Salvation, Suffering, and Resurrection

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Today’s scripture is a little complex and there are various interpretations of it. This kind of writing is actually one of the things that I love about the bible because it makes me think and reminds me of just how much I will never understand about the fullness of God. In pointing us to God and his greatness we will always be confronted with things we cannot always understand, and that is actually a good thing. The most dangerous times for us are those times in which we think we have God all figured out. It is then that we stray from the truth and make for ourselves a false God of our own device. When we encounter texts like todays they force us to recognize the limits of our comprehension and return to the simple place of saying “God, you are Lord of all and that is what I know. I don’t understand, but wait on you.” Needless to say I had a lot of waiting to do with this text and still have a bit left to do. While my thoughts are not finished on this text I will share what I felt led to, but in this case must say that especially verse 19 and 20 are hard for this 21st century guy to wrap his head around.

18 For Christ also suffered once for sins, the righteous for the unrighteous, to bring you to God. He was put to death in the body but made alive in the Spirit. 19 After being made alive, he went and made proclamation to the imprisoned spirits— 20 to those who were disobedient long ago when God waited patiently in the days of Noah while the ark was being built. In it only a few people, eight in all, were saved through water, 21 and this water symbolizes baptism that now saves you also—not the removal of dirt from the body but the pledge of a clear conscience toward God.[e] It saves you by the resurrection of Jesus Christ, 22 who has gone into heaven and is at God’s right hand—with angels, authorities and powers in submission to him. 1 Peter 3:18-22

When we talk about the suffering of Jesus, we tend to limit our focus to the events surrounding his crucifixion. I would like us to pull back for a moment and look at the big picture. Jesus suffered for over 30 years in his life as a human. I can’t imagine what kind of pain it must have been to have access to the power, wisdom and knowledge of being in very nature God and denying that every day. I can’t imagine what it must have been like to feel pain and accept it rather than willing it away. So when we speak of Jesus suffering, let us remember the enormity of all he suffered on our behalf, not just the events of one day. He suffered the injustice of being falsely accused and being put to death and he suffered skinned knees, hitting his thumb with a hammer and puberty. All this he did so that we could come to God.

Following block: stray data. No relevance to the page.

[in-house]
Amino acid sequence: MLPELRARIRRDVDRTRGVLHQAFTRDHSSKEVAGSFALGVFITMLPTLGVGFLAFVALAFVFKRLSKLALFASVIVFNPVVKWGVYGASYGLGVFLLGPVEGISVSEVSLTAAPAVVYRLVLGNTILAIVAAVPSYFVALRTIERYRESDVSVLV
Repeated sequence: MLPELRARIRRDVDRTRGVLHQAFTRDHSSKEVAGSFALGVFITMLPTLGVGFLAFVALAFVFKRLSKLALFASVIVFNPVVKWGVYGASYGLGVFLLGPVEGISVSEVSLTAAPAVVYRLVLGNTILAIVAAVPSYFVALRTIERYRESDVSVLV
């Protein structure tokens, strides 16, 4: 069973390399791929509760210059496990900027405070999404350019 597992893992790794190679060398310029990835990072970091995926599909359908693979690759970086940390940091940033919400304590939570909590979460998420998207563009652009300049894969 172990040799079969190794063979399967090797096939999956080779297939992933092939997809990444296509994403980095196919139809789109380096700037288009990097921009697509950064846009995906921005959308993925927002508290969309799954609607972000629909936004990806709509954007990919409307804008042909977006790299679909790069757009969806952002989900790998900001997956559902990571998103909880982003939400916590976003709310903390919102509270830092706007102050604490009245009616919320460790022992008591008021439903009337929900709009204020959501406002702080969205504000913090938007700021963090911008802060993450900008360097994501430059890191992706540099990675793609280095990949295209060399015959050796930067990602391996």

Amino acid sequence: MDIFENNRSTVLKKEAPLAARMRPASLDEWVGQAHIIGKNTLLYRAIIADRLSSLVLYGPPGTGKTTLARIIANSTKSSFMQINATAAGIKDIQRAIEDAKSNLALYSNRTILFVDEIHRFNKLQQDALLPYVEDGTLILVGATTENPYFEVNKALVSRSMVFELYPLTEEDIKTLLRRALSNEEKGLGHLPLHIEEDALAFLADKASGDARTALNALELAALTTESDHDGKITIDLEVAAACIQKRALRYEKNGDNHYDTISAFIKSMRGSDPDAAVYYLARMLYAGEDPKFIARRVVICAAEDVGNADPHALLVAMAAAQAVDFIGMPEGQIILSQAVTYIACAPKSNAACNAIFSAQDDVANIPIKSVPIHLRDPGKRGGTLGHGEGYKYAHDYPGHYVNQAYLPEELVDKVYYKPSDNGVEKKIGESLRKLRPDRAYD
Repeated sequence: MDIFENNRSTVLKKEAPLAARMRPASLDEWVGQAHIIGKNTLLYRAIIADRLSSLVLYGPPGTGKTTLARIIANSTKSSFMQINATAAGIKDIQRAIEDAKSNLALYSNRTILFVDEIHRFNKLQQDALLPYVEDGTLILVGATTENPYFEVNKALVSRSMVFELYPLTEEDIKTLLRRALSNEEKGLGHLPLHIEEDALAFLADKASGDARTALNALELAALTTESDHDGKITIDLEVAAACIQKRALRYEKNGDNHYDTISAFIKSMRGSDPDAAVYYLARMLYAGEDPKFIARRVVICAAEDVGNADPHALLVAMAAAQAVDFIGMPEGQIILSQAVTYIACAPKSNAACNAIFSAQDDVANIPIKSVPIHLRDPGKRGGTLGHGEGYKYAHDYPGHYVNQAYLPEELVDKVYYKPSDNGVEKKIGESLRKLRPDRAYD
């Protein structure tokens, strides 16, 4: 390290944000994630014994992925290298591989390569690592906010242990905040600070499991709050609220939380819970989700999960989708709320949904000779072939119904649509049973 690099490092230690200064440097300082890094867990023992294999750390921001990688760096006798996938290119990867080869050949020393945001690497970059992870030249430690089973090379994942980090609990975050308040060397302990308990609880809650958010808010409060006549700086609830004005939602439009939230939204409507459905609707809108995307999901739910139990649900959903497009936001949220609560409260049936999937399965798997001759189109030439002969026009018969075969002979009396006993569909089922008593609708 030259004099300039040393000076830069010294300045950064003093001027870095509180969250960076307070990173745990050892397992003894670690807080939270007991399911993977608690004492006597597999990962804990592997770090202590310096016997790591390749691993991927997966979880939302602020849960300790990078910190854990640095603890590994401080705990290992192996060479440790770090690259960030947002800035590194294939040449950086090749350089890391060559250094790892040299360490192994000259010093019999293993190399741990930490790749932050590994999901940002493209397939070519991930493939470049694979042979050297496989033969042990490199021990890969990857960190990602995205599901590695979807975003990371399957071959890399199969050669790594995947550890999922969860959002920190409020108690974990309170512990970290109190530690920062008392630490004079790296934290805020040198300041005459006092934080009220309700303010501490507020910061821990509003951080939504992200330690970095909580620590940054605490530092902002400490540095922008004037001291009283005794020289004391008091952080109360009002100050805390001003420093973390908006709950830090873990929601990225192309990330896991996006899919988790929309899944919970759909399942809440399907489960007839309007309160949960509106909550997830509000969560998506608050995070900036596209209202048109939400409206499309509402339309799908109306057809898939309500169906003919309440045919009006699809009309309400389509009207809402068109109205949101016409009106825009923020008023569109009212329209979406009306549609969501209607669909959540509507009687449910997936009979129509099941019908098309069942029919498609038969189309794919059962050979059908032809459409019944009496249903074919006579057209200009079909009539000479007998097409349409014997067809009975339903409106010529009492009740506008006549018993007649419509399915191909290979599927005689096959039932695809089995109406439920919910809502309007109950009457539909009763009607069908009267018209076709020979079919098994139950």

Since there is no non-controversial interpretation of this next bit I am going to pick what I think is the most challenging to share with you. There is a simple underlying message here that through Jesus God’s love is for every person who has ever lived and will ever live, no matter what. God’s love is extended to every human being, even those who have rejected him, even the darkest of evildoers. There are plenty of other passages that talk about how God loved us before we came to love him to back this interpretation up, but I want to read to the description of the people killed in the flood from the book of Genesis:

5 The Lord saw how great the wickedness of the human race had become on the earth, and that every inclination of the thoughts of the human heart was only evil all the time. 6 The Lord regretted that he had made human beings on the earth, and his heart was deeply troubled. 7 So the Lord said, “I will wipe from the face of the earth the human race I have created—and with them the animals, the birds and the creatures that move along the ground—for I regret that I have made them.” 11 Now the earth was corrupt in God’s sight and was full of violence. 12 God saw how corrupt the earth had become, for all the people on earth had corrupted their ways. 13 So God said to Noah, “I am going to put an end to all people, for the earth is filled with violence because of them. I am surely going to destroy both them and the earth. Genesis 6:5-7, 11-13

These people that Genesis tells us God regretted making are the very people Peter tells us Jesus went to in order to offer redemption. This makes me squirm a bit since I have to ask myself who I am not welcoming into my life that God has offered his redemption to. Who is it that I might be denying the chance at entering the kingdom? If Jesus could go to those violent offenders who caused God to regret making them who can be off limits to us? This is what I mean by a tough application because it forces me to look inside myself and see who I really don’t want to be saved. When I look at myself in that light I see that I am not yet fully clean, that the scrubbing I try to do to clean my soul is not enough.